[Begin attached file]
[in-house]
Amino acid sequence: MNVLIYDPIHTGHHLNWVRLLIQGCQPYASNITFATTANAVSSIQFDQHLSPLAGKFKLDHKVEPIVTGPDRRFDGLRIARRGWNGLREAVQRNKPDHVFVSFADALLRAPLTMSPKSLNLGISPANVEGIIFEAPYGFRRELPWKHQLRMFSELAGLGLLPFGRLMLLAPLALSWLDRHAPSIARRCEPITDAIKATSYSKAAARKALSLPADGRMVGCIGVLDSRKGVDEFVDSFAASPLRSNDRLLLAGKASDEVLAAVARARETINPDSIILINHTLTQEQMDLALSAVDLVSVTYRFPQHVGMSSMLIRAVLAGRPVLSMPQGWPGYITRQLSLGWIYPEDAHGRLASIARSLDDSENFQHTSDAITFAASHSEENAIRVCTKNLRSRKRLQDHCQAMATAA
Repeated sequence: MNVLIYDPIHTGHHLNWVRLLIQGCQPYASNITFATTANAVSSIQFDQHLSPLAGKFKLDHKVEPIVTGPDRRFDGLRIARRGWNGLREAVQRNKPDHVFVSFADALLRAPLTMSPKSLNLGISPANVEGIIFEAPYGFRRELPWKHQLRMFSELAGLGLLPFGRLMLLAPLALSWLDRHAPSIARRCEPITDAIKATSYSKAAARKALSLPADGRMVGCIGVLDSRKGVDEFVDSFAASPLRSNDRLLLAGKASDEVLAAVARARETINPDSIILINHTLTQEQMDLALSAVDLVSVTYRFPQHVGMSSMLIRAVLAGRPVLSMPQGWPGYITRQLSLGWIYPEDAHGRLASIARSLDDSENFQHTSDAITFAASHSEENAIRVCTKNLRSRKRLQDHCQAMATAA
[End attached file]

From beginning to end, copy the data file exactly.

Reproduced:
[in-house]
Amino acid sequence: MNVLIYDPIHTGHHLNWVRLLIQGCQPYASNITFATTANAVSSIQFDQHLSPLAGKFKLDHKVEPIVTGPDRRFDGLRIARRGWNGLREAVQRNKPDHVFVSFADALLRAPLTMSPKSLNLGISPANVEGIIFEAPYGFRRELPWKHQLRMFSELAGLGLLPFGRLMLLAPLALSWLDRHAPSIARRCEPITDAIKATSYSKAAARKALSLPADGRMVGCIGVLDSRKGVDEFVDSFAASPLRSNDRLLLAGKASDEVLAAVARARETINPDSIILINHTLTQEQMDLALSAVDLVSVTYRFPQHVGMSSMLIRAVLAGRPVLSMPQGWPGYITRQLSLGWIYPEDAHGRLASIARSLDDSENFQHTSDAITFAASHSEENAIRVCTKNLRSRKRLQDHCQAMATAA
Repeated sequence: MNVLIYDPIHTGHHLNWVRLLIQGCQPYASNITFATTANAVSSIQFDQHLSPLAGKFKLDHKVEPIVTGPDRRFDGLRIARRGWNGLREAVQRNKPDHVFVSFADALLRAPLTMSPKSLNLGISPANVEGIIFEAPYGFRRELPWKHQLRMFSELAGLGLLPFGRLMLLAPLALSWLDRHAPSIARRCEPITDAIKATSYSKAAARKALSLPADGRMVGCIGVLDSRKGVDEFVDSFAASPLRSNDRLLLAGKASDEVLAAVARARETINPDSIILINHTLTQEQMDLALSAVDLVSVTYRFPQHVGMSSMLIRAVLAGRPVLSMPQGWPGYITRQLSLGWIYPEDAHGRLASIARSLDDSENFQHTSDAITFAASHSEENAIRVCTKNLRSRKRLQDHCQAMATAA